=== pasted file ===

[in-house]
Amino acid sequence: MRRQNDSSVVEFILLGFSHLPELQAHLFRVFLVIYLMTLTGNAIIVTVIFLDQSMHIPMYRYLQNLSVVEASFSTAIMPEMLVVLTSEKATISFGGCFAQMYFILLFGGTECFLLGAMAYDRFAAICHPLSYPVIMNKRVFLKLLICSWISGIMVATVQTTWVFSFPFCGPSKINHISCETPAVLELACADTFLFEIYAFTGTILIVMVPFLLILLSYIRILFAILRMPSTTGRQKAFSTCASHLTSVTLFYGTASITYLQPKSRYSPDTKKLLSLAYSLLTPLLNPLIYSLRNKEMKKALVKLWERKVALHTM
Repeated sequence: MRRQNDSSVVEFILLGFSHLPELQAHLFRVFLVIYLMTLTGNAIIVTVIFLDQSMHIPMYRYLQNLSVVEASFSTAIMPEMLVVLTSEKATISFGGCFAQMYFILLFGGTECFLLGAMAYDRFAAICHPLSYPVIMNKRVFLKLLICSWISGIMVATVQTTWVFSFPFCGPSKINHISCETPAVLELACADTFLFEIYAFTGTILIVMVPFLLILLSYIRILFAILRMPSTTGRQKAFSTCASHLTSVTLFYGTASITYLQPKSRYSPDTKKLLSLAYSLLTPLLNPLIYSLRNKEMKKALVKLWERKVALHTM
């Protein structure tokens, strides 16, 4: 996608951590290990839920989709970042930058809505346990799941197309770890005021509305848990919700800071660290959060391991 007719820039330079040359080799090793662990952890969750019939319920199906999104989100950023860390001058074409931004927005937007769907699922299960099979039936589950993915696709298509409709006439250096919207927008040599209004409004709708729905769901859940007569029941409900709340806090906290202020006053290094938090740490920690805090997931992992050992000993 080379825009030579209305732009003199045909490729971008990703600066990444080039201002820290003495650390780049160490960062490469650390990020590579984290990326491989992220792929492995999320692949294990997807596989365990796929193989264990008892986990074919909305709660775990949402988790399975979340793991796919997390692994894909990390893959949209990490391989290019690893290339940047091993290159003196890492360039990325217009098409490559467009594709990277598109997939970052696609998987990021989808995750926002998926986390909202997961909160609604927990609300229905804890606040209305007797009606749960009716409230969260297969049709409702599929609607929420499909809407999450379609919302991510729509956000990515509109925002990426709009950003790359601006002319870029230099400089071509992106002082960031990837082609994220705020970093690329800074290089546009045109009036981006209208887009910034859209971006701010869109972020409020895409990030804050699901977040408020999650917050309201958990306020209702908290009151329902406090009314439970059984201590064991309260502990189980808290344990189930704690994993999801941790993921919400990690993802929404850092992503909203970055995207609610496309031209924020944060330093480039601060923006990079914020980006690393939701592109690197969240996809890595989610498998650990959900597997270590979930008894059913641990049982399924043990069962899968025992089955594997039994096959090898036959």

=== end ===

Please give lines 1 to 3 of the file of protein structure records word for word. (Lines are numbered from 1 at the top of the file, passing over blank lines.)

[in-house]
Amino acid sequence: MRRQNDSSVVEFILLGFSHLPELQAHLFRVFLVIYLMTLTGNAIIVTVIFLDQSMHIPMYRYLQNLSVVEASFSTAIMPEMLVVLTSEKATISFGGCFAQMYFILLFGGTECFLLGAMAYDRFAAICHPLSYPVIMNKRVFLKLLICSWISGIMVATVQTTWVFSFPFCGPSKINHISCETPAVLELACADTFLFEIYAFTGTILIVMVPFLLILLSYIRILFAILRMPSTTGRQKAFSTCASHLTSVTLFYGTASITYLQPKSRYSPDTKKLLSLAYSLLTPLLNPLIYSLRNKEMKKALVKLWERKVALHTM
Repeated sequence: MRRQNDSSVVEFILLGFSHLPELQAHLFRVFLVIYLMTLTGNAIIVTVIFLDQSMHIPMYRYLQNLSVVEASFSTAIMPEMLVVLTSEKATISFGGCFAQMYFILLFGGTECFLLGAMAYDRFAAICHPLSYPVIMNKRVFLKLLICSWISGIMVATVQTTWVFSFPFCGPSKINHISCETPAVLELACADTFLFEIYAFTGTILIVMVPFLLILLSYIRILFAILRMPSTTGRQKAFSTCASHLTSVTLFYGTASITYLQPKSRYSPDTKKLLSLAYSLLTPLLNPLIYSLRNKEMKKALVKLWERKVALHTM